Lizzie Dearden, The Independent, May 19, 2020
Research on the “characteristics” of grooming gangs is to be published by the government following a U-turn.
In response to a Freedom of Information (FoI) request by The Independent, the Home Office previously said releasing the paper would not be in the “public interest” in February.
The response sparked a government petition that has so far been signed by almost 126,000 people demanding the “release of the official research on grooming gangs undertaken by the government in full”.
In its initial reply, the government said the work announced by Sajid Javid in 2018 was “internal” and would inform an upcoming strategy on child sexual abuse.
But on Tuesday, the Home Office announced that it would “publish a paper into group-based child sexual exploitation in order to better understand the characteristics of group-based offending and help deliver justice for victims”.
“The work was commissioned by the previous home secretary to better understand the scale and nature of group-based child sexual exploitation, including the characteristics of offenders, victims and the context in which these crimes are committed,” a spokesperson added.
The Independent understands that the format of the document, to be published later this year, has not yet been decided.
An external reference group of experts is to be established to review the research before its publication.
Priti Patel, who has met with survivors and the National Crime Agency on the issue, said: “Victims of these sickening child sex abuse groups have told me how they were let down by the state in the name of political correctness.
“What happened to these children remains one of the biggest stains on our country’s conscience. It is shameful. I am determined to deliver justice for victims and ensure something like this can never happen again.”
Child sexual exploitation will be discussed by government, law enforcement and charity officials at a virtual Hidden Harms Summit on Thursday.
The announcement was made on the deadline set by a parliamentary committee considering whether to hold a House of Commons debate on why the research had not been released.
Earlier this month, the Petitions Committee told the Home Office to issue a revised response to the petition by 20 May because the original reply had “not directly addressed the request”.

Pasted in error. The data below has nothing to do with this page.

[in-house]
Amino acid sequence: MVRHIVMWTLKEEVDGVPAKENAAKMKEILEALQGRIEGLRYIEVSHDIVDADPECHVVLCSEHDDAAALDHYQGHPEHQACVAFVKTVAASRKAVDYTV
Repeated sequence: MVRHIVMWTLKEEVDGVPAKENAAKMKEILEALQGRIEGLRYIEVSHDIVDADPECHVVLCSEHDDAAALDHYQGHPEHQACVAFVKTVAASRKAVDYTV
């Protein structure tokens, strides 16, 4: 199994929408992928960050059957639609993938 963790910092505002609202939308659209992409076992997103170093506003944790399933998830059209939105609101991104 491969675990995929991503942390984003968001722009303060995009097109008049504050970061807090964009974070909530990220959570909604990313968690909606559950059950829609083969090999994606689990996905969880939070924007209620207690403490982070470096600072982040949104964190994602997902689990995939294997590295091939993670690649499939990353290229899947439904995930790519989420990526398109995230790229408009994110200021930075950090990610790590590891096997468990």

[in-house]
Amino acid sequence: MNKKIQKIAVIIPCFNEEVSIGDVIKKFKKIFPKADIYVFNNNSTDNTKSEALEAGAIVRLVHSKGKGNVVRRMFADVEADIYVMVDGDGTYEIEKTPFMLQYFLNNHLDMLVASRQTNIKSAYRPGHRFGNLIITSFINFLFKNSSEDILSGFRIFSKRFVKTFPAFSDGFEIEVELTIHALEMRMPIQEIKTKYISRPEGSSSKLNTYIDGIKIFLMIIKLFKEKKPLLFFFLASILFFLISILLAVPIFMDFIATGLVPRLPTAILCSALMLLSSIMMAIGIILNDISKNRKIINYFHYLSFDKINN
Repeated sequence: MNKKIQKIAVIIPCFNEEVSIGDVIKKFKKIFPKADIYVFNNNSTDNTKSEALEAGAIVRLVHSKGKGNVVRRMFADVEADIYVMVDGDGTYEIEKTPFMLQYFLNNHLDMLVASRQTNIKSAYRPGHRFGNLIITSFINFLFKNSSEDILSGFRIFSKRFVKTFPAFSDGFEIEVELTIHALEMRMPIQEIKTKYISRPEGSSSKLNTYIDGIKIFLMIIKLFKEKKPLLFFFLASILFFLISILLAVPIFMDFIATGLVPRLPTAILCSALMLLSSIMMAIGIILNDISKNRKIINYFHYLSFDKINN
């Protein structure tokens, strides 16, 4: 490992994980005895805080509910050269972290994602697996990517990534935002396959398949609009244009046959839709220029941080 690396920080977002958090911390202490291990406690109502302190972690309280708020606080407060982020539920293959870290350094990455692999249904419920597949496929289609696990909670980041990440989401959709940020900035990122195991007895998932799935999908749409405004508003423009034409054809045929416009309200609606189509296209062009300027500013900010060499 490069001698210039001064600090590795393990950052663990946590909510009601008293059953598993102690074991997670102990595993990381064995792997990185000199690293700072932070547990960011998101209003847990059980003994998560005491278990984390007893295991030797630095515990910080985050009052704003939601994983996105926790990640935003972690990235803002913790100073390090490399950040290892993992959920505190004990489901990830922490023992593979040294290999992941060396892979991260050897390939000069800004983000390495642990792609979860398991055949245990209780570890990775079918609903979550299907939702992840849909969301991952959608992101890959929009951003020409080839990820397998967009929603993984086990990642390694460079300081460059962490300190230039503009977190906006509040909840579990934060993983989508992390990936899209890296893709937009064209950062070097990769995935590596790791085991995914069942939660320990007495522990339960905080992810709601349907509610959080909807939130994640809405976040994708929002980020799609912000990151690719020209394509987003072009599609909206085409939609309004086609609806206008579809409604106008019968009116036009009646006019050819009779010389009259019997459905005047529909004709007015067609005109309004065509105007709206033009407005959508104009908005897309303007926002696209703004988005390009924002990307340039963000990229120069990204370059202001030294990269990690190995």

“This should clearly state whether the government will publish its research into the characteristics of group-based child sexual exploitation,” committee chair Catherine McKinnel said.
She added that the Petitions Committee had “received a significant volume of correspondence complaining about the government’s response”.
Mr Javid first promised the review in July 2018, pledging that there would be “no no-go areas of inquiry”.
As home secretary, he said that abusers convicted in high-profile cases had been “disproportionately from a Pakistani background”, adding: “I will not let cultural or political sensitivities get in the way of understanding the problem and doing something about it.”
Mr Javid spoke about the ongoing work several times but the Home Office made no further announcements after he moved to the Treasury.
In its response to the petition, the government said it had completed a review of existing literature, spoken to investigators and safeguarding professionals to better understand the offenders and victims of grooming gangs.
Survivors of child sexual exploitation in Rotherham said they believed the research was going to be made public and accused the government of making “empty promises”.
Sarah Champion, the Labour MP for Rotherham, and the former chief prosecutor who initiated charges against a grooming gang in Rochdale were among those demanding its release.
Nazir Afzal OBE said an information “vacuum” had been exploited by the far right and that evidence was needed to develop effective prevention strategies.
“Despite the fact that most child sexual abuse takes place in family settings, followed by online and institutional communities, the least understood is so called grooming gangs,” he added.
Ms Champion said: “I’m glad it’s coming out but the frustration is that there’s not a publication date.
“I understand that the research needs to be peer reviewed but every day we are waiting there’s the possibility of another victim.”
In response to The Independent’s original FoI request, Home Office officials said they had applied a “public-interest test”, but the information was exempt from the FoI Act because it could be used for government policy and included “operationally sensitive” information from police.
“The information could be misleading if made public and used out of context,” the letter added.